Causes of fracture
Most fractures are a result of some form of injury. This might be a direct blow, a fall from a height or a weight falling onto a part of the body.
Other fractures may be caused by indirect trauma, such as falling on an outstretched hand leading to the transmission of force up the arm causing a fracture of the clavicle.
Twisting forces may result in fractures of the tibia and fibula, for example during soccer or skiing when the weight of the body rotates on a fixed foot.
Stress or fatigue fractures are caused by repeated minor trauma, which can occur after walking or running long distances, and often affect the foot metatarsals.
Pathological fractures :
These occur as the result of a disease that weakens the composition of the bone itself such as diseases osteoporosis, Paget’s disease, carcinoma, osteomyelitis .
Clinical Features Of Fracture
Clinical features vary depending on the cause and nature of the injury, and range from unconsciousness to the patient being able to use the limb, although complaining of pain .
And these features are :
- Loss of function
- Muscle spasm
- Muscle atrophy
- Abnormal movement
- limitation of joint motion
When is fracture healed
The answer to this question depends upon many factors, including :
- The type of bone fractured
- The type of fracture sustained
- The age of the person
- The treatment undergone
- The nutritional status of the person.
A fracture is considered to be clinically healed based upon the combination of physical findings and symptoms over time.
And the following suggest complete healing :
- absence of pain on weight-bearing, lifting or movement
- no tenderness on palpation at the fracture site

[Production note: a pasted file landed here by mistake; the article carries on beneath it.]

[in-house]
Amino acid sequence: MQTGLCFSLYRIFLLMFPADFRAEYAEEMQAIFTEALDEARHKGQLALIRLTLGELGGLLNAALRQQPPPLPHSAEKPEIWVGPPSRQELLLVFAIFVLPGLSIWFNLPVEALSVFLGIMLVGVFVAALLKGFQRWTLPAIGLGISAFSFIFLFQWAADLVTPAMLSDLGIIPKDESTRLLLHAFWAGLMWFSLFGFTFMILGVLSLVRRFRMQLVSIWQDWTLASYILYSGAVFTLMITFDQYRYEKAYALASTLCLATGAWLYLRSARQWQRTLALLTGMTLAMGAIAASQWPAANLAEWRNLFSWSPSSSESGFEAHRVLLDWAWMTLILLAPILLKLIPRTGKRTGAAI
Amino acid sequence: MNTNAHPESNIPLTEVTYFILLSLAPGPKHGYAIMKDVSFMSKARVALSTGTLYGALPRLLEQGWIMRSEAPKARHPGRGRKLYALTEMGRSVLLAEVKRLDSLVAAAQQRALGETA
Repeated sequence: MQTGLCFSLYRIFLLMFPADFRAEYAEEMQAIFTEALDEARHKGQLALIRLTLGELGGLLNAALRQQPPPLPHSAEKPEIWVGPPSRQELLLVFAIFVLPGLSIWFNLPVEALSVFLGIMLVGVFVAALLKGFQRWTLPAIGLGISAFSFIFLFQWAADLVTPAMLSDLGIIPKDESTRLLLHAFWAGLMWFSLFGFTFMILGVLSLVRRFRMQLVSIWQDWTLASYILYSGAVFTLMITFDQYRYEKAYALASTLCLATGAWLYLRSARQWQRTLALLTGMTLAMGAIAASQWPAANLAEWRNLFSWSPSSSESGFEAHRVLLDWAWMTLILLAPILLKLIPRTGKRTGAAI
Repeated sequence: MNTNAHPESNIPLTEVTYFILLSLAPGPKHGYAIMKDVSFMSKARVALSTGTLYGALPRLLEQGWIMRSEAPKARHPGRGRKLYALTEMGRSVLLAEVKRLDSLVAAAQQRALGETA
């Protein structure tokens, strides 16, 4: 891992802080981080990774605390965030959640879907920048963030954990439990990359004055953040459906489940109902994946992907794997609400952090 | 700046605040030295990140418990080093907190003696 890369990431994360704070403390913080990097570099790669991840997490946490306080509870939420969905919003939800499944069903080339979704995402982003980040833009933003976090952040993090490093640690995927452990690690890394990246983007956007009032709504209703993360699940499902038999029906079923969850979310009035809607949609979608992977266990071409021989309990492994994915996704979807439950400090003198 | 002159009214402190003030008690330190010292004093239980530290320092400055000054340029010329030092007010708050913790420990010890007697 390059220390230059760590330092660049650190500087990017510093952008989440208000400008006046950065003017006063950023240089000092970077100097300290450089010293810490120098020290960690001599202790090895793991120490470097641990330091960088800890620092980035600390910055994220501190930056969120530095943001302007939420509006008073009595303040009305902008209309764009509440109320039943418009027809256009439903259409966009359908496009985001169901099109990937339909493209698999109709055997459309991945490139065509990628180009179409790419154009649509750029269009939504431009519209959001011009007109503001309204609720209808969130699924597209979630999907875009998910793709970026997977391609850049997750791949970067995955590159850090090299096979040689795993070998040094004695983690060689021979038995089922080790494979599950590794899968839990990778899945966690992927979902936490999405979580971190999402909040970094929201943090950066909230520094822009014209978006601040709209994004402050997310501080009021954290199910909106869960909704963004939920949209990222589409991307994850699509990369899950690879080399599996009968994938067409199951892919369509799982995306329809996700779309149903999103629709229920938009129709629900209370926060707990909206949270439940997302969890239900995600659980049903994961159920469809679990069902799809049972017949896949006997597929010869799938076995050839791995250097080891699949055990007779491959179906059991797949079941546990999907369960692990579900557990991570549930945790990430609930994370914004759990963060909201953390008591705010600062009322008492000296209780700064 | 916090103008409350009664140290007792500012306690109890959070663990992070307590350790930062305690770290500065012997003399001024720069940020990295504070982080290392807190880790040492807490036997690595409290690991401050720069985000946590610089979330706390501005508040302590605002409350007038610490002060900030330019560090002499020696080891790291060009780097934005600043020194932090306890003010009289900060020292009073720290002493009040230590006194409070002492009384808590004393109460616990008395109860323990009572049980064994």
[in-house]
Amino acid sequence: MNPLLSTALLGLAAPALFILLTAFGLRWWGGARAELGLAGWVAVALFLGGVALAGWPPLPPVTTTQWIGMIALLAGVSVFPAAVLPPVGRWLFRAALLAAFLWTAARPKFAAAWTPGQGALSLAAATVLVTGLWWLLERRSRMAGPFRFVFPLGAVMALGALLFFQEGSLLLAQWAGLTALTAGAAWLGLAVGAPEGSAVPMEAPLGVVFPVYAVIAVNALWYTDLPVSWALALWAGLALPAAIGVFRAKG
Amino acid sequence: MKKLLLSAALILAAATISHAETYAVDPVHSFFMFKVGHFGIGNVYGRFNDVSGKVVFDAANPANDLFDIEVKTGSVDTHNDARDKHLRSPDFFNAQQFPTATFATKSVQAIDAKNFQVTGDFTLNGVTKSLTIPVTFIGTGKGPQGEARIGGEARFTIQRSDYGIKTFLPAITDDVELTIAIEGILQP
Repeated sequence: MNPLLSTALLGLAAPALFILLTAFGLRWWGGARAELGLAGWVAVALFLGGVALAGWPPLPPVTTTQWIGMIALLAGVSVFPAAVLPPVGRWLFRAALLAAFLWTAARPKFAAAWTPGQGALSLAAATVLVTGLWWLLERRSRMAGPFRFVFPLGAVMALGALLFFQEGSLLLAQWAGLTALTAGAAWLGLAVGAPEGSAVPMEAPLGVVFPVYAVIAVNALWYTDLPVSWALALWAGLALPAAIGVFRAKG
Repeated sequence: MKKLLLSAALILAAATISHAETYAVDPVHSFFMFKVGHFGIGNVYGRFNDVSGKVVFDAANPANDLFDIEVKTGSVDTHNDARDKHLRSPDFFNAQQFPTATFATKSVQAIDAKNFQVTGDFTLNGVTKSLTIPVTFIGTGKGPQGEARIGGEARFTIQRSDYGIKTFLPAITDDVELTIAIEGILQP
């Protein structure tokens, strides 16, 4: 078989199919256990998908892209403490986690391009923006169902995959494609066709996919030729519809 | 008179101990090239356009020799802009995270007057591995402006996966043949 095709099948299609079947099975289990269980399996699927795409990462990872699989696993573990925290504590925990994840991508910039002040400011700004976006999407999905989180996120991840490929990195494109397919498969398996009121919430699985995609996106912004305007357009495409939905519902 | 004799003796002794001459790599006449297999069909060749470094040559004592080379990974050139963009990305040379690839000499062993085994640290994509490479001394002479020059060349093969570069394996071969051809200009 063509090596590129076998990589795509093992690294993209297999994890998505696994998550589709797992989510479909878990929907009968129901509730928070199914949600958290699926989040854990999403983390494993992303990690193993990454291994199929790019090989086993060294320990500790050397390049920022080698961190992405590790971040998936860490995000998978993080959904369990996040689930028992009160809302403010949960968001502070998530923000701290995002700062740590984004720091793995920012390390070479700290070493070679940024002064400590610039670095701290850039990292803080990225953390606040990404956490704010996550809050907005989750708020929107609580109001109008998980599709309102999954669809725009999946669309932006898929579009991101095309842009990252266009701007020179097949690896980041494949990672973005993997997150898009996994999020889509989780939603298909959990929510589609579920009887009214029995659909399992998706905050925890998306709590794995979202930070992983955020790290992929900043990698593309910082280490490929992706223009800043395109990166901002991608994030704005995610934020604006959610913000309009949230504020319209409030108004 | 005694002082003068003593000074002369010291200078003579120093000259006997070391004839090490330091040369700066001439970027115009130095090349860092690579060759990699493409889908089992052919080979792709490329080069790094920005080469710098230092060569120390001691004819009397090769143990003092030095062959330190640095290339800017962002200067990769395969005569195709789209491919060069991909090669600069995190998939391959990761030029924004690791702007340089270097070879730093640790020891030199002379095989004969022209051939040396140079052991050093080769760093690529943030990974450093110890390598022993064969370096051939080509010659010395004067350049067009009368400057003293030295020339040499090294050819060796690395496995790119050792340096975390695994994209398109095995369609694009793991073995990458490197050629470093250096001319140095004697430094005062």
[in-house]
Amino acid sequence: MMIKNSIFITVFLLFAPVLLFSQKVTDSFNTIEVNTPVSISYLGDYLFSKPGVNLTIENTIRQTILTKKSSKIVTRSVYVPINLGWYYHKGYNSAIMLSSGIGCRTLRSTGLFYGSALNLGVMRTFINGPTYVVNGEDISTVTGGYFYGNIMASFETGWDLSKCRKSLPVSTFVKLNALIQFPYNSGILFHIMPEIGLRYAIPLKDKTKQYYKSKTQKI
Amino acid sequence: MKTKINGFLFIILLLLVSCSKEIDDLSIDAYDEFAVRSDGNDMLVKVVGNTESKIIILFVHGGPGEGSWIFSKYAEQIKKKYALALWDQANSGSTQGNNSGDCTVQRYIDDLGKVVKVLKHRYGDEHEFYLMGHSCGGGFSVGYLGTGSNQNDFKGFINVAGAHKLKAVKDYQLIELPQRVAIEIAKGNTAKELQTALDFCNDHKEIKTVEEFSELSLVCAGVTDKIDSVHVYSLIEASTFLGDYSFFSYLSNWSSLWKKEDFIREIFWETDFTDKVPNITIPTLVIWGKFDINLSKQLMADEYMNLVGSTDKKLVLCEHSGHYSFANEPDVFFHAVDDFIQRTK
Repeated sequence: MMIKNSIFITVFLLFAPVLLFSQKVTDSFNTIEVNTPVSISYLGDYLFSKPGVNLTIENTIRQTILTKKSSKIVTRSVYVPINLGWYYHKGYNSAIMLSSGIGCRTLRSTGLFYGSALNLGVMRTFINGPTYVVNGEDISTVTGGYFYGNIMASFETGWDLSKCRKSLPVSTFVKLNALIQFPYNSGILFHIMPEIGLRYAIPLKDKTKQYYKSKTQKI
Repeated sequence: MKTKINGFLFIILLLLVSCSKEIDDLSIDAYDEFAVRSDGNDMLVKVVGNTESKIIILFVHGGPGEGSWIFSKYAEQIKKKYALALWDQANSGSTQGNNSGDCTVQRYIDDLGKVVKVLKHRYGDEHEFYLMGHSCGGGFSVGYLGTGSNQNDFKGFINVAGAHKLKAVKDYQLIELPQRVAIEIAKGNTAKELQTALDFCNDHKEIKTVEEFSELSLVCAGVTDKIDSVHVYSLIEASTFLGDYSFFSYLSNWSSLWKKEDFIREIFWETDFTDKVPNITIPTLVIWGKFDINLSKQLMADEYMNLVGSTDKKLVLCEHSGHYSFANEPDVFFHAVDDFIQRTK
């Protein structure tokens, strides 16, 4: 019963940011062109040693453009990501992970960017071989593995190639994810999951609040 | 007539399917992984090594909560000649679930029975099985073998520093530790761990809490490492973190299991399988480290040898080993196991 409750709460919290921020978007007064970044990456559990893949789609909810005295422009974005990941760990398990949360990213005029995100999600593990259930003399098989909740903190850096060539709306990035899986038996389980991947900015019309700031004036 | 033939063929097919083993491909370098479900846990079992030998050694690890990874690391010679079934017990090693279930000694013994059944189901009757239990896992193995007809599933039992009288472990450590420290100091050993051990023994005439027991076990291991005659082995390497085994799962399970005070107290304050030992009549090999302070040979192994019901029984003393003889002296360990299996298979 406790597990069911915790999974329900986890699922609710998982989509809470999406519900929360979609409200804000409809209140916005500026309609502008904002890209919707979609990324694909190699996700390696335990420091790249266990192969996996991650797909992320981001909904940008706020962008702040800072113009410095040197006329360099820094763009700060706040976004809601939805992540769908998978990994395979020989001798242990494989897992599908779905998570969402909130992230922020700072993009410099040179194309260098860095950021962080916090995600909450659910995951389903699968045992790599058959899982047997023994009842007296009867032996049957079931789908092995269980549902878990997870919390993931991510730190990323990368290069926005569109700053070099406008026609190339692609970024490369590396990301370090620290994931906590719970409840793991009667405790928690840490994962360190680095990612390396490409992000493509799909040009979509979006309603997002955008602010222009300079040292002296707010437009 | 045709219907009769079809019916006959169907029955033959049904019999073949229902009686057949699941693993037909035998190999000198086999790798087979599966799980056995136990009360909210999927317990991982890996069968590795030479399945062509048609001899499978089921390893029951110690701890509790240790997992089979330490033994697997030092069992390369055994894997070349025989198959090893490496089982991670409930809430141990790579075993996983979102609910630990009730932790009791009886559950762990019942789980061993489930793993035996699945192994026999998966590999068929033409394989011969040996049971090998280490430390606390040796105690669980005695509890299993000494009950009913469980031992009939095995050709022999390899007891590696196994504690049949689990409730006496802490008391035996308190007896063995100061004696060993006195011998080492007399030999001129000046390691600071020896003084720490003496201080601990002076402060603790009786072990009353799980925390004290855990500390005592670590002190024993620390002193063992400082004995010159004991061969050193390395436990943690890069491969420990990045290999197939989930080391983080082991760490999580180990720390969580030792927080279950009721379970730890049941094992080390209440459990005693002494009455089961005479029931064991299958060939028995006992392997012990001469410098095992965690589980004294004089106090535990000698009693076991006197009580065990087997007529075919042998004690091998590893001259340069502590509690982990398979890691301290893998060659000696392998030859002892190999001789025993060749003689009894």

- blurring or disappearance of the fracture line on X-ray
- full or near full functional ability .
Once a fracture has been diagnosed, the most suitable treatment must be decided upon. This should be the minimum possible intervention that will safely and effectively provide the right environment for healing of the fracture.
And it can be managed by :
- Immobilization ( By Plaster of Paris , intramedullary nails , Functional bracing , Internal and External Fixation )
- Traction .
Role of physiotherapy
The physiotherapist’s role is to identify the cause of the problem and to select the appropriate procedure to alleviate or eliminate the cause of the loss of movement .
Doing an assessment for the patient is necessary also doing The problem-oriented medical record (POMR) system ( is based on a data collection system that incorporates the acronym SOAP:
- Subjective – any information given to you by the patient: allergies, past medical history, past surgical history, family history, social history (living arrangements, social conditions, employment, medication), review of systems .
- Objective – all information obtained through observation or testing, e.g. range of joint movement, muscle strength .
- Analysis – a listing of problems based on what you know from a review of subjective and objective data.
- Plan – this refers to the plan of treatment ) .
Also By Using specific exercises, the aim is to reduce any swelling, regain full muscle power and joint movement and to bring back full function.
The treatment will depend very much on the problems identified during your initial assessment, but may include a mixture of the following:
- Soft tissue massage, particularly to manage Edema and swelling
- Scar management if the patient had surgery to fix the fracture
- Ice therapy
- Stretching exercises to regain joint range of movement
- Joint manual therapy and mobilizations to assist in regaining joint mobility
- Structured and progressive strengthening regime
- Balance and control work and gait (walking) re-education where appropriate
- Taping to support the injured area/help with swelling management
- Return to sport preparatory work and advice where required